Now one of French cinema’s best known actors, Vincent Lindon exudes what is perhaps best described as ‘down-to-earthness’. For the most part he tends to play a decent sort who can be relied on to do the right thing, and Lindon is the only professional actor in Stéphane Brizé's 'The Measure of a Man', since the other parts were played by people who in real life do much the same jobs as they do in the film.
The film looks at the effects of a straitened economy and unemployment on ordinary people, and in the opening scene Thierry (Lindon), already out of work for over a year, is complaining about the pointlessness of having been sent on a course to learn how to operate cranes when there are no jobs available. He’s not being difficult or rebellious; he’s just a guy in his fifties with a wife and disabled son who hopes to go on to further education and wants to hang on to his home and hard-earned savings. Happily, he gets a job in the security department of a supermarket.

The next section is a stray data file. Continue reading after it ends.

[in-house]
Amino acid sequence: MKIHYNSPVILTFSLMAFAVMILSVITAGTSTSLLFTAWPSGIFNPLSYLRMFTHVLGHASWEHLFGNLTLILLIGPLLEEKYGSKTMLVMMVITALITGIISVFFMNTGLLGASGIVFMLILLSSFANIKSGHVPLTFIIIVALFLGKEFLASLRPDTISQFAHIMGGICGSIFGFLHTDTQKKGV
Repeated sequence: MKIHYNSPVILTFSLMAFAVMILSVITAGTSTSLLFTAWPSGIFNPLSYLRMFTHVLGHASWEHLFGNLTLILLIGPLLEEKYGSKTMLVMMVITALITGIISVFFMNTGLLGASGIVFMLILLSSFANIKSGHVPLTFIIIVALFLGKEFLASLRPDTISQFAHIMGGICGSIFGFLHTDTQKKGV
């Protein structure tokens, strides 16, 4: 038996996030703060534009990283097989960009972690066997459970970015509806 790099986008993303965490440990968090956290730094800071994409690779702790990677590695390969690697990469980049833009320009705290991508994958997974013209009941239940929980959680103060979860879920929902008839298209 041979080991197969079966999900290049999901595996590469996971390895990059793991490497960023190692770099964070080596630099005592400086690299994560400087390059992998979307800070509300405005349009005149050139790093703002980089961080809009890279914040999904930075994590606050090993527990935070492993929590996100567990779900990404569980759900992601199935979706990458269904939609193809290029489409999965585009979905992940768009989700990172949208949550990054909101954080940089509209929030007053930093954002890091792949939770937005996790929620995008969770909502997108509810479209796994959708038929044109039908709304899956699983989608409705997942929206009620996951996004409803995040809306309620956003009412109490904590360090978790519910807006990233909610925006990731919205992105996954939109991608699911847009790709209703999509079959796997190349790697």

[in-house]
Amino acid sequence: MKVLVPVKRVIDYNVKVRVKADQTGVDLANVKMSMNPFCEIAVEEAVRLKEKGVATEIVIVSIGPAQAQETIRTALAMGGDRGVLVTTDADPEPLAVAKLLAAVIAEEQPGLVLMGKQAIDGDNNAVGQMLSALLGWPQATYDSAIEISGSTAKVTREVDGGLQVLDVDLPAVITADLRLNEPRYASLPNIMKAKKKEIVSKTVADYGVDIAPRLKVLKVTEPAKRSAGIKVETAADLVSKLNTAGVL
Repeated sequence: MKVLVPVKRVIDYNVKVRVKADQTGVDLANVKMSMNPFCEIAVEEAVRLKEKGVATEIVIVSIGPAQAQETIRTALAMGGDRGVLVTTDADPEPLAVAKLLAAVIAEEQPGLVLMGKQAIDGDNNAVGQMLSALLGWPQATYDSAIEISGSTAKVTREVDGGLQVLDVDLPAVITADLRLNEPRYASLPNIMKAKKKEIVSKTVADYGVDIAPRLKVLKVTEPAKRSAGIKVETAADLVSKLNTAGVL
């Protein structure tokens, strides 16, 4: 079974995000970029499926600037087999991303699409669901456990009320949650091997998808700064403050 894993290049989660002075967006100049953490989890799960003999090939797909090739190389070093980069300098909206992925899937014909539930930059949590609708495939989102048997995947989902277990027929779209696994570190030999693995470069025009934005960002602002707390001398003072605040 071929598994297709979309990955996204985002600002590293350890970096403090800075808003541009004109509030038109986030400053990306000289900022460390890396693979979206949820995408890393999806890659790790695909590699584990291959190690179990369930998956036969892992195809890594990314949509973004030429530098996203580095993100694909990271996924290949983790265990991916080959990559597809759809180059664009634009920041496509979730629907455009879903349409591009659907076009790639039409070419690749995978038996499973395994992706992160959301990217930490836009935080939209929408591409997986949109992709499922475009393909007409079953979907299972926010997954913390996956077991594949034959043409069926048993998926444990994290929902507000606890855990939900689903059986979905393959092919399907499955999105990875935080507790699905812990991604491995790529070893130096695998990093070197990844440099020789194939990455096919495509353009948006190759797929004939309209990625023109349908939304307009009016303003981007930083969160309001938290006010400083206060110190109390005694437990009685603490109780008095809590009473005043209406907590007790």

Well, happily is not the right word. While the new job brings in money and reminds him of the advantages of solidarity – there’s a touching scene when a woman retiring after decades at the supermarket is serenaded by colleagues – it can also put Thierry in a difficult position. He believes in the law, but what to do with someone who’s tried to steal 15 euros worth of food but hasn’t the money to pay for it?
Brizé deploys a deftly observational low-key realism to chart Thierry’s progress from disenchantment and near-despair to relief and then something else entirely. Little is stated explicitly and little out of the ordinary happens. The most ‘dramatic’ events occur off-screen which focuses attention more closely on the ethical nuances of everyday life. The result is at once compassionate, engrossing from start to finish, and utterly relevant.